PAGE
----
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He’s faking it: How to spot inmates’ invented illnesses

How do you respond appropriately to keep questionable illness from becoming a career stopper?


Correctional officers stand watch over an inmate receiving treatment in the emergency room at California State Prison, Corcoran.

AP Photo/Rich Pedroncelli

An inmate in segregation calls out for help. He is having trouble breathing. The corrections officers and even the nurse on duty think he’s faking and do not respond. Not long after, he is dead on arrival at the local hospital. Now everyone’s job is on the chopping block.

Faking illness, also called malingering, is a real issue in your corrections work life. How do you respond appropriately to keep it from becoming a career stopper?

What is malingering?

Malingering is the intentional production of false or over-exaggerated medical or mental health symptoms.

Motivations for malingering in the corrections setting are many. The legal objective might be to obtain an improved sentence, while an environmental objective might be to improve the incarceration experience for the individual. Typical reasons include:

  • Avoid criminal responsibility
  • Reduce or alter sentencing
  • Obtain benefits (such as SSI) upon release
  • Transfer to a better location (hospital, infirmary, mental health unit)
  • Receive lighter work duty
  • Obtain contraband for black market (narcotics, psychotropics)
  • Obtain perks (better shoes, lower bunk)

Actions to take

No matter what the reason is for malingering, your response to the situation can be tricky and it will require great care. Inmates’ feigned medical or mental health illness puts an additional strain on operations and budgets. Although the true extent of the condition in corrections is unknown, there have been estimates that as many as 20% of mental health problems exhibited in jails and prisons are malingering.

Due to the high degree of malingering in corrections and the nature of the inmate population, many officers and healthcare staff members can become jaded or cynical when confronted with health requests. Maintaining objectivity in the face of potential malingering is ever important. COs and health staff can work together to foil would-be malingerers, but focus is needed. These tips will reduce your risk of missing actual health conditions or being taken in by inmates seeking secondary gain.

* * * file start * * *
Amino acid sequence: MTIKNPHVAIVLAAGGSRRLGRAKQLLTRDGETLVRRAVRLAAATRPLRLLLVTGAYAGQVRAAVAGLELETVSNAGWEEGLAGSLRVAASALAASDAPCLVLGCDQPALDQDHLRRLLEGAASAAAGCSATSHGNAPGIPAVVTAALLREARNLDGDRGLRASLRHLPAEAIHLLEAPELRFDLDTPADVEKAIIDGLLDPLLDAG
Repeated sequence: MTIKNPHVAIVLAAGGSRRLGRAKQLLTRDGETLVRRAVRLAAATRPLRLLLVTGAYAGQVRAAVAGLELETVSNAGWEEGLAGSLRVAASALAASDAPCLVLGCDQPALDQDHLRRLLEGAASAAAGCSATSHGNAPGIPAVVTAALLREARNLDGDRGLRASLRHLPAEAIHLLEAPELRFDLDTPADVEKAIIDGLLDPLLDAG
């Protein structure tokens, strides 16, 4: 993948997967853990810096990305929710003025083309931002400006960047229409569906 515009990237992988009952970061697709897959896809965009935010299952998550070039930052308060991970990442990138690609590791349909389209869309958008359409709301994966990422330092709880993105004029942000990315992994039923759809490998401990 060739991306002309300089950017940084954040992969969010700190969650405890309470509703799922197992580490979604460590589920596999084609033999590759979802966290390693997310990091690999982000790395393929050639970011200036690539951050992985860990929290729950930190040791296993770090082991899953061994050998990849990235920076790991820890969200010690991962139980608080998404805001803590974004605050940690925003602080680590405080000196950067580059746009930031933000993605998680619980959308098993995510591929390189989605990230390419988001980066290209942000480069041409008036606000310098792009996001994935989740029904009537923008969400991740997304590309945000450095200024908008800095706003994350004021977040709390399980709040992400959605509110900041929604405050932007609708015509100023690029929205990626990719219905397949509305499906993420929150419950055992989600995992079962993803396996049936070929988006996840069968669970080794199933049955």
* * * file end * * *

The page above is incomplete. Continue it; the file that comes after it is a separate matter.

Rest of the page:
1. Follow-through on medical requests: Allow healthcare staff to evaluate the condition. One of the greatest risks to your career is missing an actual medical condition because you consider it a ‘fake,’ as the example above describes. Initiate standard action for a medical situation and document thoroughly.
  2. Team up with medical staff: Even if you don’t have a medical background (and all the better if you do!), your observations will be very helpful in differentiating real and feigned illness. Study how the inmate acts when not around health staff. This can help to establish incongruities and inconsistencies in their symptoms – a hallmark of malingering.
  3. Don’t be too helpful: Malingerers can learn and adjust their symptoms based on your response or feedback. Do not point out discrepancies to the inmate. Keep your information for confidential communication with the healthcare staff.
  4. Get to the bottom of it: Time spent discovering and treating the real issue, whether it turns out to be actual or feigned, is time well-spent. Go the extra mile to document and follow-up.


There are many advantages to taking action on both actual and ‘faked’ healthcare requests. Establishing a management environment where officers and healthcare staff work together to treat medical and mental health concerns while rooting out malingering speaks volumes to your inmate population. Trust that you will ‘do the right thing’ in a true medical situation and that you will not tolerate manipulation for gain will, over time, reduce tensions and unnecessary costs.

What has been your experience with inmates faking illness?

This article, originally published on 02/23/2010, has been updated.

Dr. Schoenly has been a nurse for 30 years and is currently specializing in correctional healthcare. She is an author and educator seeking to improve patient safety and professional nursing practice behind bars. Her web-presence, Correctional Nurse, provides information and support to those working in correctional health care. Her books, Essentials of Correctional Nursing and The Correctional Health Care Patient Safety Handbook are available in print and digital on Amazon.

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